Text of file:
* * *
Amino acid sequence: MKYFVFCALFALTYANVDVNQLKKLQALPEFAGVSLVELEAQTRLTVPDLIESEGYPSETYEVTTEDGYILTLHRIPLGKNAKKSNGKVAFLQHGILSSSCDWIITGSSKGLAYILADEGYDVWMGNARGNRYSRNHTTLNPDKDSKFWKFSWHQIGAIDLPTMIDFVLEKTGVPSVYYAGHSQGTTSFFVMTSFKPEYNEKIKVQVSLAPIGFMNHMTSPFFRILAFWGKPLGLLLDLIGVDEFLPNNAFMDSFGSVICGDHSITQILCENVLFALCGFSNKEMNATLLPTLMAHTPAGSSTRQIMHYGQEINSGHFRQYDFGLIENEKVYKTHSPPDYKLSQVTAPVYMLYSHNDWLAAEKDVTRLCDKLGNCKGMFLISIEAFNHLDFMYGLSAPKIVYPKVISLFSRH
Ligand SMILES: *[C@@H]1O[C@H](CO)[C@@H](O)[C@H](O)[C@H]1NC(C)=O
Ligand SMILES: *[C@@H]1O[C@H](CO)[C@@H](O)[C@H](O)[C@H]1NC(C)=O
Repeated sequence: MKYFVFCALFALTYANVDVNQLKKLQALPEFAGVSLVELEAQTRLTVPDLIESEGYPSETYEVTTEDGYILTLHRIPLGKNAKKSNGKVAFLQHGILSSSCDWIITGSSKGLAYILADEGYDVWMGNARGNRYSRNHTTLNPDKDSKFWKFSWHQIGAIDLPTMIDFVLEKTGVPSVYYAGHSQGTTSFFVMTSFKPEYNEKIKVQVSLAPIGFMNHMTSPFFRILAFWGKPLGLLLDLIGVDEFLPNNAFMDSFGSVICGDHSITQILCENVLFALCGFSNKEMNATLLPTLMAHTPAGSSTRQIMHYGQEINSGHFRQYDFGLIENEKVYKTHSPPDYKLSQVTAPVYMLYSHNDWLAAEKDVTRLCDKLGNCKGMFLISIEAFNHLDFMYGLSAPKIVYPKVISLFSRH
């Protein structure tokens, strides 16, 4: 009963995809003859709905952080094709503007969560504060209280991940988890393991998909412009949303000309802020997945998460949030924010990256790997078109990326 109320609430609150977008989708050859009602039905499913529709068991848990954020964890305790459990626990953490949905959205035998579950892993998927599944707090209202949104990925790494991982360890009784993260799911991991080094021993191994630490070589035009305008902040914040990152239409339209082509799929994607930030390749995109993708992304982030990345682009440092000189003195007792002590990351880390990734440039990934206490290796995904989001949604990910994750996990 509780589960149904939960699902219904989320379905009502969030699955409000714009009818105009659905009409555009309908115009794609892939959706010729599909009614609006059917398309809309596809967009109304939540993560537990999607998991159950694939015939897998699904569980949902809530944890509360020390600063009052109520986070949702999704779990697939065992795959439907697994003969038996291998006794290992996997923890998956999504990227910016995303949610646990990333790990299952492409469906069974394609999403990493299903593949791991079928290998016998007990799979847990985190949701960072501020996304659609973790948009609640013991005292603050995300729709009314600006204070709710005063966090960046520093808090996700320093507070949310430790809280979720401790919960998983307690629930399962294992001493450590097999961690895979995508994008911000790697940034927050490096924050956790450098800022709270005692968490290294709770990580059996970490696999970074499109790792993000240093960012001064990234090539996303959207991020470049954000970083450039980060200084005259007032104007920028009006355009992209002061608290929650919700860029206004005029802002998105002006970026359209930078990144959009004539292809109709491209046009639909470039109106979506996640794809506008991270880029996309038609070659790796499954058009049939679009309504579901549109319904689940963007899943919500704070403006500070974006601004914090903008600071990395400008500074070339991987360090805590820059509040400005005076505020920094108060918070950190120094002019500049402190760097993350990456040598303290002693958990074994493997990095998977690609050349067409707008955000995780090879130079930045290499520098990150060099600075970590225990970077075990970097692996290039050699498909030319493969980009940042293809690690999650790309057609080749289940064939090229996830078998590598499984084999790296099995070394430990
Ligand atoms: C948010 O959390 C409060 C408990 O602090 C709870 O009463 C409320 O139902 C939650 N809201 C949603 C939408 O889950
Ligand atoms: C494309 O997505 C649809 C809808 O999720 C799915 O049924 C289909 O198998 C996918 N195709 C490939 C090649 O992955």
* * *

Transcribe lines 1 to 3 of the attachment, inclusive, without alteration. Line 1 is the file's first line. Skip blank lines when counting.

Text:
Amino acid sequence: MKYFVFCALFALTYANVDVNQLKKLQALPEFAGVSLVELEAQTRLTVPDLIESEGYPSETYEVTTEDGYILTLHRIPLGKNAKKSNGKVAFLQHGILSSSCDWIITGSSKGLAYILADEGYDVWMGNARGNRYSRNHTTLNPDKDSKFWKFSWHQIGAIDLPTMIDFVLEKTGVPSVYYAGHSQGTTSFFVMTSFKPEYNEKIKVQVSLAPIGFMNHMTSPFFRILAFWGKPLGLLLDLIGVDEFLPNNAFMDSFGSVICGDHSITQILCENVLFALCGFSNKEMNATLLPTLMAHTPAGSSTRQIMHYGQEINSGHFRQYDFGLIENEKVYKTHSPPDYKLSQVTAPVYMLYSHNDWLAAEKDVTRLCDKLGNCKGMFLISIEAFNHLDFMYGLSAPKIVYPKVISLFSRH
Ligand SMILES: *[C@@H]1O[C@H](CO)[C@@H](O)[C@H](O)[C@H]1NC(C)=O
Ligand SMILES: *[C@@H]1O[C@H](CO)[C@@H](O)[C@H](O)[C@H]1NC(C)=O